Fecal incontinence is characterized by uncontrolled passage of solid or liquid stool.
Dr Stacy Menees and colleagues determined the prevalence and severity of fecal incontinence in a large sample of US residents.
The research team recruited a representative sample of patients in 2015 to complete the National Gastrointestinal (GI) Survey; a mobile app called MyGiHealth was used to systematically collect data on GI symptoms.
Fecal incontinence was defined as accidental leakage of solid or liquid stool.
|33% had fecal incontinence within the past 7 days|
Severity of fecal incontinence was determined by responses to the National Institutes of Health Fecal Incontinence Patient Reported Outcomes Measurement Information System questionnaire.
Multivariable regression models were used to identify factors associated with fecal incontinence prevalence and severity.
Among 71,812 individuals who completed the National GI Survey, the team found that 14% reported fecal incontinence in the past.
Of these, 33% had fecal incontinence within the past 7 days.
The researchers found that older age, male sex, and Hispanic ethnicity increased the likelihood of having fecal incontinence within the past week.
Individuals with Crohn’s disease, ulcerative colitis, celiac disease, irritable bowel syndrome, or diabetes were more likely to report fecal incontinence.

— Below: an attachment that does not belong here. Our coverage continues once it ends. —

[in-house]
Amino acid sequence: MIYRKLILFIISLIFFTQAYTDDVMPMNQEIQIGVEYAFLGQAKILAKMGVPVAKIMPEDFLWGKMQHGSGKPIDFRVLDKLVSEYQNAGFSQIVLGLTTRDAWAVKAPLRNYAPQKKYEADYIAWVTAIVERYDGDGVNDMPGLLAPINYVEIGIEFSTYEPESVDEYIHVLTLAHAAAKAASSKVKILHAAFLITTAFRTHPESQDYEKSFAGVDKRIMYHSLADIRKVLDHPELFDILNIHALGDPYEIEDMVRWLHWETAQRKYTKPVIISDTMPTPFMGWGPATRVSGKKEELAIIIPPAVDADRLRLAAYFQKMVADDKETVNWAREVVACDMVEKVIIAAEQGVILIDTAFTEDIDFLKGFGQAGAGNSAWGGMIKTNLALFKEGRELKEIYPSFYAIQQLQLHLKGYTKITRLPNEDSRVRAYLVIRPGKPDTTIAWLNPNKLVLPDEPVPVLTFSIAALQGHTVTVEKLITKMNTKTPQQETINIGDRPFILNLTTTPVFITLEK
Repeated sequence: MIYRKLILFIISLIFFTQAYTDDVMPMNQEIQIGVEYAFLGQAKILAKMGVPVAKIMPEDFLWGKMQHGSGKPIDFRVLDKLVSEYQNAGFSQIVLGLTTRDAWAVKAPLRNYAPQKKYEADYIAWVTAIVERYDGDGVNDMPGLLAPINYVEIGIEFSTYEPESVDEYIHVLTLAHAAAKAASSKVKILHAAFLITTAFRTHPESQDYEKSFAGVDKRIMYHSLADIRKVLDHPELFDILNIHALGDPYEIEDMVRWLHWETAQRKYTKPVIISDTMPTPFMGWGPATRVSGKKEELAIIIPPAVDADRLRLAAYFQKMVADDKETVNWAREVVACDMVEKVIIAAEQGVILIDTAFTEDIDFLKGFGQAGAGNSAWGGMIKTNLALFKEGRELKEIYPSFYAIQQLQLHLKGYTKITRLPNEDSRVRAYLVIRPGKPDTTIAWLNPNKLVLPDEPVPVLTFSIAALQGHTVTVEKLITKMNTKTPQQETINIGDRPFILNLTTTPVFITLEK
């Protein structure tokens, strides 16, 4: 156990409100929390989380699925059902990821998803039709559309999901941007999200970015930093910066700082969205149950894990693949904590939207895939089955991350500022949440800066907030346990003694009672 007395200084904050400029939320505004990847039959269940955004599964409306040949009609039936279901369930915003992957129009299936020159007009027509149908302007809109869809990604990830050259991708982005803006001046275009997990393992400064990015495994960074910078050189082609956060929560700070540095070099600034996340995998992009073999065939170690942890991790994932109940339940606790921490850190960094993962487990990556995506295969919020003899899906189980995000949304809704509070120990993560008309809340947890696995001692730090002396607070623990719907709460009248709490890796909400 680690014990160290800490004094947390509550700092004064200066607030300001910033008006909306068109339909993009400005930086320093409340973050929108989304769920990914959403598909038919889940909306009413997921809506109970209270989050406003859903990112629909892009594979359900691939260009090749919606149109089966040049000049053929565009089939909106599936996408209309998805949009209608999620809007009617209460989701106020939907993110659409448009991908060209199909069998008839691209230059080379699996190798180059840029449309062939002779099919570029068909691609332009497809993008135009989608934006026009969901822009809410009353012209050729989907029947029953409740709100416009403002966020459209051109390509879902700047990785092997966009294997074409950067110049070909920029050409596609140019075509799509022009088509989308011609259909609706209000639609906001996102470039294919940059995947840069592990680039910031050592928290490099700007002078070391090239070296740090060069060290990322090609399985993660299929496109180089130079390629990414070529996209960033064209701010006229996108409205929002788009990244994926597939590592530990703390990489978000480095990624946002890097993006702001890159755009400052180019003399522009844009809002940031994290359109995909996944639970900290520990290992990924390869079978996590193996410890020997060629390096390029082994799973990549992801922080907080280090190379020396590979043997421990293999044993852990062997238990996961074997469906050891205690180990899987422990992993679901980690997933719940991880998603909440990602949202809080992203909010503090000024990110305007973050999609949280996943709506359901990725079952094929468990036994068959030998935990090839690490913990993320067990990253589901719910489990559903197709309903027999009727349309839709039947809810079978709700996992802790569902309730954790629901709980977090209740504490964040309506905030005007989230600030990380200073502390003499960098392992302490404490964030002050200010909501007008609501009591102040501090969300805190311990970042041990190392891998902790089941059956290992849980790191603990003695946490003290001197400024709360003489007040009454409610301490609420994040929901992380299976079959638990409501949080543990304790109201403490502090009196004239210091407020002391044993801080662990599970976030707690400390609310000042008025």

Non-Hispanic black and Hispanic individuals and individuals with Crohn’s disease, celiac disease, diabetes, human immunodeficiency virus/acquired immunodeficiency syndrome, or chronic idiopathic constipation had more severe symptoms of fecal incontinence than individuals without these features.
Dr Menees' team concludes, "In a large population-based survey, 1 in 7 people reported previous fecal incontinence."
"Fecal incontinence is age-related and more prevalent among individuals with inflammatory bowel disease, celiac disease, irritable bowel syndrome, or diabetes than people without these disorders."
"Proactive screening for fecal incontinence among these groups is warranted."